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“What has changed since the Scotland Referendum?" - British Embassy, Vienna. Wednesday, 8th April 2015

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“These are Funny Times” were the opening words of Her Britannic Majesty’s Ambassador to our country, Susan le Jeune d'Allegeershecque, as she embarked on her eagerly awaited lecture of “What has changed since the Scotland Referendum?" in front of more than 70 members of the ABS.

“These are funny times for a representative of Her Majesty’s government,” she continued. In readiness for the UK General Election on 7th May 2015 Parliament had been dissolved by the HM The Queen with far reaching implications for all serving British Civil Servants, which includes herself. During this ensuing period of electioneering she is forbidden to voice any personal comments. To do so will result, as the Ambassador refreshingly stated, in her “getting the sack!” The lecture, she warned, could only be factual.

Our President, Dr. Kurt Tiroch, briefly reflected on and summarised in his introductory address the period since the debate in May 2014 at the Café Landtmann, Bel Etage, featuring Angus Robertson, SNP, and the subject “Scottish Independence Referendum” right up to David Cameron, British Prime Minister, who promised on the eve of the Referendum on the steps of Number 10 Downing Street that Scotland will have more powers within the UK, ending with the probing question what actually happened since then?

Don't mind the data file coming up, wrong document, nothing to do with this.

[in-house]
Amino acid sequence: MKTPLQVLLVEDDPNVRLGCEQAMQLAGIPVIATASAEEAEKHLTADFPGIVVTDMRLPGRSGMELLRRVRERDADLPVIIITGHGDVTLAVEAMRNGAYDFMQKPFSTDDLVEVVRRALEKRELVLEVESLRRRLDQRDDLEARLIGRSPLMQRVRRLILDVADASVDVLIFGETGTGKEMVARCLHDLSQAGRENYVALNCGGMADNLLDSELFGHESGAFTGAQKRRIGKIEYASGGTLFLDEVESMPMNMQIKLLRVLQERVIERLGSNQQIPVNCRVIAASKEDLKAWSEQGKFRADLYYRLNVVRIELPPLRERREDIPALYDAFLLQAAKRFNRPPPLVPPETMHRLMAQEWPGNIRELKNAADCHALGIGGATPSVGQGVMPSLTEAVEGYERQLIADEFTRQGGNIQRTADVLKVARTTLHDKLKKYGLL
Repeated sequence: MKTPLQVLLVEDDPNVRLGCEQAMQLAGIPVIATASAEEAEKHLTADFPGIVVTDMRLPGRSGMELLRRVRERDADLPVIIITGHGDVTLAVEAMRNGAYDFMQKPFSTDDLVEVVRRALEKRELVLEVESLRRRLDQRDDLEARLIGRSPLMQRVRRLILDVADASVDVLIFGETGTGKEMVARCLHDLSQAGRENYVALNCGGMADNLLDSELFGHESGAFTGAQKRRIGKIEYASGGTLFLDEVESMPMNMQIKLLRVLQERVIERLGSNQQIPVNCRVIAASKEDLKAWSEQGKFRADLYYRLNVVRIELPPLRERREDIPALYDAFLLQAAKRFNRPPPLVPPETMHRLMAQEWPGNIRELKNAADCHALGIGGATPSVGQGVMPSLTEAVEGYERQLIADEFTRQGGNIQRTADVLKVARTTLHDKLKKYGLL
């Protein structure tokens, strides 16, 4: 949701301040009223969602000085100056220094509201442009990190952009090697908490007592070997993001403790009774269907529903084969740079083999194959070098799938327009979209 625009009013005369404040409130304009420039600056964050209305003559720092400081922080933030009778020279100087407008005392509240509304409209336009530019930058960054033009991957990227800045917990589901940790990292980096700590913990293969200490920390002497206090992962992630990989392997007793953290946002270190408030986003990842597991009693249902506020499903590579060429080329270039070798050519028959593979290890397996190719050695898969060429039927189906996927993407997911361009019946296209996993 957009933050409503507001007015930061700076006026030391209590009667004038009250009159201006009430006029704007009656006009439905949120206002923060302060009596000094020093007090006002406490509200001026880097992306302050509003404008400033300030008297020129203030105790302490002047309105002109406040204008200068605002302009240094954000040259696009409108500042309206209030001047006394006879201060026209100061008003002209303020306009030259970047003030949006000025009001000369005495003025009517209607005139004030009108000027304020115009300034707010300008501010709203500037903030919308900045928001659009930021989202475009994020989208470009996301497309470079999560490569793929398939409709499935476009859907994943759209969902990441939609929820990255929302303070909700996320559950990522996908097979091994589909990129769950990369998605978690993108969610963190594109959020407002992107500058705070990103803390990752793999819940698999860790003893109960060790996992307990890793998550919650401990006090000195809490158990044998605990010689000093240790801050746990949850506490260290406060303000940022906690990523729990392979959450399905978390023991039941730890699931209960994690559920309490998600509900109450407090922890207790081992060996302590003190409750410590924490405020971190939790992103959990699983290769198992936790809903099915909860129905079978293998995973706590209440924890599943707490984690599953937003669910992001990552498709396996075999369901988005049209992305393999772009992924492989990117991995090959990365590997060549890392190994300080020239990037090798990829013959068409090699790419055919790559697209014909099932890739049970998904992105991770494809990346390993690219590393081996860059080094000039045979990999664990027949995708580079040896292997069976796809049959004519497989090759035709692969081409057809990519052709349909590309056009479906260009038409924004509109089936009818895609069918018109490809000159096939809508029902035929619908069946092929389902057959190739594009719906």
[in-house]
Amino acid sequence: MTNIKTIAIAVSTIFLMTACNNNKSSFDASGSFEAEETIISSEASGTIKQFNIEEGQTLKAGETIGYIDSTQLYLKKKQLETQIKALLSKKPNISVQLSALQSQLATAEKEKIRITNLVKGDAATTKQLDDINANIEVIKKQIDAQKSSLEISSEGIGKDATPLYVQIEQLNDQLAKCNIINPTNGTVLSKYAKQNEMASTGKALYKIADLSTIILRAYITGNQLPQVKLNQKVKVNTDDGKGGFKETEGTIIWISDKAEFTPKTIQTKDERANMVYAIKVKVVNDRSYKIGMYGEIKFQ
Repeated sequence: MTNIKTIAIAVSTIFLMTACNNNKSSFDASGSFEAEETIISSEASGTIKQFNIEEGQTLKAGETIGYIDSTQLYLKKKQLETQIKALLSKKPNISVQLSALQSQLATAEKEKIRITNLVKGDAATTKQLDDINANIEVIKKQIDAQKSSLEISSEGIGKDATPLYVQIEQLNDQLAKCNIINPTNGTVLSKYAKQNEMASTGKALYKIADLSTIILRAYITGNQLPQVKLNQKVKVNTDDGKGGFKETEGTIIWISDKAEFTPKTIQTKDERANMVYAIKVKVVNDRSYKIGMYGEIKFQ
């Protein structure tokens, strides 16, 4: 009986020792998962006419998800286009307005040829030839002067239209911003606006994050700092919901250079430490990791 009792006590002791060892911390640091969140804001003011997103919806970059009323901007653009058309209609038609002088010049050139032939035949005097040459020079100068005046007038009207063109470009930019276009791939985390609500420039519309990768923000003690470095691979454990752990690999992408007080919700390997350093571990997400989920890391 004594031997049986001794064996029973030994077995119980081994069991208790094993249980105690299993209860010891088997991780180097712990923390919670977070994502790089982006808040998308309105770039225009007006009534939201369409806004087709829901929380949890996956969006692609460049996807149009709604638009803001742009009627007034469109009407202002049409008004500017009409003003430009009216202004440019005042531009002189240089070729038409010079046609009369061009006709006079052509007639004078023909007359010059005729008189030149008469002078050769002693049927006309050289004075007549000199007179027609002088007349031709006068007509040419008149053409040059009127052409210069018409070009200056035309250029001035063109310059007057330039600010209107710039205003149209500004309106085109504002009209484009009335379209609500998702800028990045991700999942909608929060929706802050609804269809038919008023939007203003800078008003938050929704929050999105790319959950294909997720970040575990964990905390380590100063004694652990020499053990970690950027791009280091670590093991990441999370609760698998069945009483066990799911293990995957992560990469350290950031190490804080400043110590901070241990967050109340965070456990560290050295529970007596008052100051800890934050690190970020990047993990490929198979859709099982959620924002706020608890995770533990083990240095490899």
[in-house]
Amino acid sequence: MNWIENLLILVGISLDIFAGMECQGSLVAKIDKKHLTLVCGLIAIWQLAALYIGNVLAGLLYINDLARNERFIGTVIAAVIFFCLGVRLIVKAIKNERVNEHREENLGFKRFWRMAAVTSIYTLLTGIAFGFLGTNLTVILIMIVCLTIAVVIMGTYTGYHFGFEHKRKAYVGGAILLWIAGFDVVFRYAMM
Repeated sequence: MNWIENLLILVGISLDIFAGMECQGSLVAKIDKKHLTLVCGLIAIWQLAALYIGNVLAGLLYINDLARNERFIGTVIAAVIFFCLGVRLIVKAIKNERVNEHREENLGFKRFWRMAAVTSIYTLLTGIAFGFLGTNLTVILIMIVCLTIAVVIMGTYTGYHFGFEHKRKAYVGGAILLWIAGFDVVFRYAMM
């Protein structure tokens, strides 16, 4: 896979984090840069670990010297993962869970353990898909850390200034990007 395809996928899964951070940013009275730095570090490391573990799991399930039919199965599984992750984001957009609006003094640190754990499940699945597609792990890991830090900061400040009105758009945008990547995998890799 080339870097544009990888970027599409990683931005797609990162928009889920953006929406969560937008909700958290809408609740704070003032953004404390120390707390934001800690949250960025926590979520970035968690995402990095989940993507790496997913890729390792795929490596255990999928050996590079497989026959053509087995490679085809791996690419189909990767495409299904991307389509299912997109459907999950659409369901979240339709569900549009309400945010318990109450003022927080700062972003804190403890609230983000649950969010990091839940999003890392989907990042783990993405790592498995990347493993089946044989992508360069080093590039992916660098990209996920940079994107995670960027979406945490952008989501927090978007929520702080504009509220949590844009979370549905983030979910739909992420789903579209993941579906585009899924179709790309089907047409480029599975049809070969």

Susan le Jeune d'Allegeershecque took up the lecture with recapping that Scotland lost the Referendum. A majority of 55% wanted to remain within the United Kingdom. The Scots wanted to keep the Pound, the single UK market, British Armed Forces and UK Pension Provisions.

All political parties pledged in the “command paper“of the “Smith Commission”, that Scotland should receive an Extensive Devolution.

60% of all expenditure in Scotland will be controlled by Scotland. The Scottish Parliament will be a “permanent institution”. Welfare, Transport (“Scottish Transport Police”), Speed limits and even own Scottish Road Sign-Designs will be under Scottish control. So will be the licensing of offshore oil and gas production. All that should become Law in the next Parliament, i.e. after the 7th May Election.

The Ambassador also spoke about the troubled Province Northern Ireland and Wales, the poorest country in the UK. And last but not least England:

The major issue is the Westminster Question, addressing the sore point of Scottish MPs voting on English matters NOT affecting Scottish affairs. The new battle cry is: “English Votes for English Laws”. (EVEL)

She completed her interesting lecture by confirming that Foreign Affairs, Armed Forces (Defence), Pensions, the famous “Barnet Formula” (calculating tax funds being distributed amongst the constituent regions of the UK) would still remain with the central government.

Susan le Jeune d’Allegeershecque closed with the factual statement that the UK being largely ignorant of federalization unlike real federal states like Austria and in that respect has still a lot to learn.

The Question and Answer Session was naturally a bit one sided due the special circumstances but nevertheless very informed and very lively.

After our President closed the meeting we were, as always, entertained in the splendid surroundings of the Ambassador’s Residence to an excellent running buffet and drinks which included sekt, beer, red wine, water and a delicious Grüner Veltliner as the author of this article can vouch.

Wolfgang Geißler